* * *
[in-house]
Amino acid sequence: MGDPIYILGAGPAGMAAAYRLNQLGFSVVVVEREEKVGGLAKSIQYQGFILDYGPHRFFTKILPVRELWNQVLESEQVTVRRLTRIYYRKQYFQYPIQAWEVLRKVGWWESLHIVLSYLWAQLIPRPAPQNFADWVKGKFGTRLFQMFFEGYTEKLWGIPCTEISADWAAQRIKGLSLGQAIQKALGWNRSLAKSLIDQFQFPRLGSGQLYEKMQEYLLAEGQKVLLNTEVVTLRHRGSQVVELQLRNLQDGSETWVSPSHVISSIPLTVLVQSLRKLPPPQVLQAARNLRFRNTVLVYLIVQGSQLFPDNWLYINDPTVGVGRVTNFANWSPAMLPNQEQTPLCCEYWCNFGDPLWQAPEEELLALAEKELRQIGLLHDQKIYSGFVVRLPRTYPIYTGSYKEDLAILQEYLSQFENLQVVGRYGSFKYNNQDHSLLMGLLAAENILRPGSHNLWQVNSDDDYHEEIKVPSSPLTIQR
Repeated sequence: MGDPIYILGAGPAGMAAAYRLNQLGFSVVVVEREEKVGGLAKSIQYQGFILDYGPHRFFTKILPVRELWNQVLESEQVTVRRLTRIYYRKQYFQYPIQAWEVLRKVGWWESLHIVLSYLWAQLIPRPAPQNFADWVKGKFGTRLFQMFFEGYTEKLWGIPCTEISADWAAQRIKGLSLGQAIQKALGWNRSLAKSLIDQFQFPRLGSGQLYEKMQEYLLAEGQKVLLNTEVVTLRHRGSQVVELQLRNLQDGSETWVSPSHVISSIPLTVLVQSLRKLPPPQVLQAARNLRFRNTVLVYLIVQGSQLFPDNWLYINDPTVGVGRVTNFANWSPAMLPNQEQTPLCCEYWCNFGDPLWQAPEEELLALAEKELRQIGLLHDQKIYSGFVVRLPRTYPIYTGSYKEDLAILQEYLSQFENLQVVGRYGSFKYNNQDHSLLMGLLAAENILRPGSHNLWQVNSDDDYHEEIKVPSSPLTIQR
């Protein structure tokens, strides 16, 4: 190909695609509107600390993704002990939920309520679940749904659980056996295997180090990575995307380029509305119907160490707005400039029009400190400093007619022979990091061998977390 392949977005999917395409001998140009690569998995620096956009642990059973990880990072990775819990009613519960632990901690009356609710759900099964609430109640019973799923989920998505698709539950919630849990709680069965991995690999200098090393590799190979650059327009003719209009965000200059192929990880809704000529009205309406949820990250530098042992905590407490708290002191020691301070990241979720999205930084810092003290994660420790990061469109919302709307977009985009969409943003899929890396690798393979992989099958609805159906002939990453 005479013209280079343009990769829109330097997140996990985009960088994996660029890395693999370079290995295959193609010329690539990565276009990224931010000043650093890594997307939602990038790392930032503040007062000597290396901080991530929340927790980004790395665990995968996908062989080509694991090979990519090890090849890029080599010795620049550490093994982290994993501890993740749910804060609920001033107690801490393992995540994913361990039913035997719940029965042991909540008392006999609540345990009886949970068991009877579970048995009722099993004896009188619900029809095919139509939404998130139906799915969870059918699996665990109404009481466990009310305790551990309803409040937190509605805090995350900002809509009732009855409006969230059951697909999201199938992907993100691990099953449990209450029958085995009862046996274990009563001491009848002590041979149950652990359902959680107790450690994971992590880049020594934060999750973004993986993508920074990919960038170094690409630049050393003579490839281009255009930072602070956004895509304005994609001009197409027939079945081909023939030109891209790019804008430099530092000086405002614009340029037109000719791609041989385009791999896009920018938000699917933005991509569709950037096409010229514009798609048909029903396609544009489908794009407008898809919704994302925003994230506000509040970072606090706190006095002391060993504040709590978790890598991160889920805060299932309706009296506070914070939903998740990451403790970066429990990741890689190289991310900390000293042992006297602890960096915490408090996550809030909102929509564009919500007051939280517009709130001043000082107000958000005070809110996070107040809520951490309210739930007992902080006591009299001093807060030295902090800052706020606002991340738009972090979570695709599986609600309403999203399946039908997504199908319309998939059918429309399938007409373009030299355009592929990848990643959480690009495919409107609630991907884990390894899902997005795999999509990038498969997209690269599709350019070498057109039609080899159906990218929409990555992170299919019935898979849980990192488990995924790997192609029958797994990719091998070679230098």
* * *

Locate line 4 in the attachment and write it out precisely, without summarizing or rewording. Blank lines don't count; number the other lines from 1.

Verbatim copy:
């Protein structure tokens, strides 16, 4: 190909695609509107600390993704002990939920309520679940749904659980056996295997180090990575995307380029509305119907160490707005400039029009400190400093007619022979990091061998977390 392949977005999917395409001998140009690569998995620096956009642990059973990880990072990775819990009613519960632990901690009356609710759900099964609430109640019973799923989920998505698709539950919630849990709680069965991995690999200098090393590799190979650059327009003719209009965000200059192929990880809704000529009205309406949820990250530098042992905590407490708290002191020691301070990241979720999205930084810092003290994660420790990061469109919302709307977009985009969409943003899929890396690798393979992989099958609805159906002939990453 005479013209280079343009990769829109330097997140996990985009960088994996660029890395693999370079290995295959193609010329690539990565276009990224931010000043650093890594997307939602990038790392930032503040007062000597290396901080991530929340927790980004790395665990995968996908062989080509694991090979990519090890090849890029080599010795620049550490093994982290994993501890993740749910804060609920001033107690801490393992995540994913361990039913035997719940029965042991909540008392006999609540345990009886949970068991009877579970048995009722099993004896009188619900029809095919139509939404998130139906799915969870059918699996665990109404009481466990009310305790551990309803409040937190509605805090995350900002809509009732009855409006969230059951697909999201199938992907993100691990099953449990209450029958085995009862046996274990009563001491009848002590041979149950652990359902959680107790450690994971992590880049020594934060999750973004993986993508920074990919960038170094690409630049050393003579490839281009255009930072602070956004895509304005994609001009197409027939079945081909023939030109891209790019804008430099530092000086405002614009340029037109000719791609041989385009791999896009920018938000699917933005991509569709950037096409010229514009798609048909029903396609544009489908794009407008898809919704994302925003994230506000509040970072606090706190006095002391060993504040709590978790890598991160889920805060299932309706009296506070914070939903998740990451403790970066429990990741890689190289991310900390000293042992006297602890960096915490408090996550809030909102929509564009919500007051939280517009709130001043000082107000958000005070809110996070107040809520951490309210739930007992902080006591009299001093807060030295902090800052706020606002991340738009972090979570695709599986609600309403999203399946039908997504199908319309998939059918429309399938007409373009030299355009592929990848990643959480690009495919409107609630991907884990390894899902997005795999999509990038498969997209690269599709350019070498057109039609080899159906990218929409990555992170299919019935898979849980990192488990995924790997192609029958797994990719091998070679230098």